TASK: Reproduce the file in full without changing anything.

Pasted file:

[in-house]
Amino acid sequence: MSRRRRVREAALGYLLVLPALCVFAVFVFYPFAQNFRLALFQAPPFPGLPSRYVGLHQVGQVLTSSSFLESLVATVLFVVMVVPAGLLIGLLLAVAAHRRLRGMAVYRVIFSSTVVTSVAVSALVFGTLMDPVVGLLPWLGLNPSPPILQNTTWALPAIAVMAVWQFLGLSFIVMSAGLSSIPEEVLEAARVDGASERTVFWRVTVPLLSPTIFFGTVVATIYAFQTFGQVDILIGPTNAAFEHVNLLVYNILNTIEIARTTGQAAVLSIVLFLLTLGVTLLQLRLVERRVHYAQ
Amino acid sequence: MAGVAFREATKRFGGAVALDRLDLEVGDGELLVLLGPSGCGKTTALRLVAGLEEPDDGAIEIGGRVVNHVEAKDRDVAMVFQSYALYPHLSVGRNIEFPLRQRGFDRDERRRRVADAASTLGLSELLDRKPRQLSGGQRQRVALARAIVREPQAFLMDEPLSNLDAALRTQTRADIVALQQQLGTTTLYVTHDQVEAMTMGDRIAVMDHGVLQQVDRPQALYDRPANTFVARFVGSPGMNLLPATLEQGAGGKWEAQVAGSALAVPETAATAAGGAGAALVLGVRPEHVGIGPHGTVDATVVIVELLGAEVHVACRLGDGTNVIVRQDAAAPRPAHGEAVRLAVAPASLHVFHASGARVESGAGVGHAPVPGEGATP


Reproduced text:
[in-house]
Amino acid sequence: MSRRRRVREAALGYLLVLPALCVFAVFVFYPFAQNFRLALFQAPPFPGLPSRYVGLHQVGQVLTSSSFLESLVATVLFVVMVVPAGLLIGLLLAVAAHRRLRGMAVYRVIFSSTVVTSVAVSALVFGTLMDPVVGLLPWLGLNPSPPILQNTTWALPAIAVMAVWQFLGLSFIVMSAGLSSIPEEVLEAARVDGASERTVFWRVTVPLLSPTIFFGTVVATIYAFQTFGQVDILIGPTNAAFEHVNLLVYNILNTIEIARTTGQAAVLSIVLFLLTLGVTLLQLRLVERRVHYAQ
Amino acid sequence: MAGVAFREATKRFGGAVALDRLDLEVGDGELLVLLGPSGCGKTTALRLVAGLEEPDDGAIEIGGRVVNHVEAKDRDVAMVFQSYALYPHLSVGRNIEFPLRQRGFDRDERRRRVADAASTLGLSELLDRKPRQLSGGQRQRVALARAIVREPQAFLMDEPLSNLDAALRTQTRADIVALQQQLGTTTLYVTHDQVEAMTMGDRIAVMDHGVLQQVDRPQALYDRPANTFVARFVGSPGMNLLPATLEQGAGGKWEAQVAGSALAVPETAATAAGGAGAALVLGVRPEHVGIGPHGTVDATVVIVELLGAEVHVACRLGDGTNVIVRQDAAAPRPAHGEAVRLAVAPASLHVFHASGARVESGAGVGHAPVPGEGATP